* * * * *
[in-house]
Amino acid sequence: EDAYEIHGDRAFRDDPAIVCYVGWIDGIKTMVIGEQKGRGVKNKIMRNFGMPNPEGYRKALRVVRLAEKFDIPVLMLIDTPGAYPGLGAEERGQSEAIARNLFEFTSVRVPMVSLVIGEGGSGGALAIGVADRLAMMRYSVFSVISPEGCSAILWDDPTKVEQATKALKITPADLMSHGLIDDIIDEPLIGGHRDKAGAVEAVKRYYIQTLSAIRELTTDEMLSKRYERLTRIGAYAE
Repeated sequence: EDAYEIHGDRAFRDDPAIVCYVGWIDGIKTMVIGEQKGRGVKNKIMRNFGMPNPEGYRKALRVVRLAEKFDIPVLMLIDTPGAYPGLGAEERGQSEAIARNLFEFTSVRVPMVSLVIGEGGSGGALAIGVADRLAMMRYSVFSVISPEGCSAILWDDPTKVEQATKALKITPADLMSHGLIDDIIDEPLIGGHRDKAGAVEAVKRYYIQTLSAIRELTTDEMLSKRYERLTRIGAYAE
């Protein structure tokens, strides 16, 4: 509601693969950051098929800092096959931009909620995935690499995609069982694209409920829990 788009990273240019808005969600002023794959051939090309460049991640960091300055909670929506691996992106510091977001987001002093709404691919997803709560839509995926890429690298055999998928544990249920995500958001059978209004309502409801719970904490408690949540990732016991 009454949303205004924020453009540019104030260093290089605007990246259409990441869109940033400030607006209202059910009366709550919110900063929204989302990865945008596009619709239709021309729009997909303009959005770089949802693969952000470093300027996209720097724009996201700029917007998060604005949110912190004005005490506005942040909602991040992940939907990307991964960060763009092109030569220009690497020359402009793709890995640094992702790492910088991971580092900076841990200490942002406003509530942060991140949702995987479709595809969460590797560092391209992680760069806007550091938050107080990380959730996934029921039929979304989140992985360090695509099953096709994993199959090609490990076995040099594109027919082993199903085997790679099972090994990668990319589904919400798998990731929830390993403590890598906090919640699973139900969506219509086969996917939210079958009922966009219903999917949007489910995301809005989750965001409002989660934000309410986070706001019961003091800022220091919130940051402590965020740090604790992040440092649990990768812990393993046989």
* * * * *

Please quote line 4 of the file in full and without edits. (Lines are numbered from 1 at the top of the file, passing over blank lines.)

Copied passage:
């Protein structure tokens, strides 16, 4: 509601693969950051098929800092096959931009909620995935690499995609069982694209409920829990 788009990273240019808005969600002023794959051939090309460049991640960091300055909670929506691996992106510091977001987001002093709404691919997803709560839509995926890429690298055999998928544990249920995500958001059978209004309502409801719970904490408690949540990732016991 009454949303205004924020453009540019104030260093290089605007990246259409990441869109940033400030607006209202059910009366709550919110900063929204989302990865945008596009619709239709021309729009997909303009959005770089949802693969952000470093300027996209720097724009996201700029917007998060604005949110912190004005005490506005942040909602991040992940939907990307991964960060763009092109030569220009690497020359402009793709890995640094992702790492910088991971580092900076841990200490942002406003509530942060991140949702995987479709595809969460590797560092391209992680760069806007550091938050107080990380959730996934029921039929979304989140992985360090695509099953096709994993199959090609490990076995040099594109027919082993199903085997790679099972090994990668990319589904919400798998990731929830390993403590890598906090919640699973139900969506219509086969996917939210079958009922966009219903999917949007489910995301809005989750965001409002989660934000309410986070706001019961003091800022220091919130940051402590965020740090604790992040440092649990990768812990393993046989």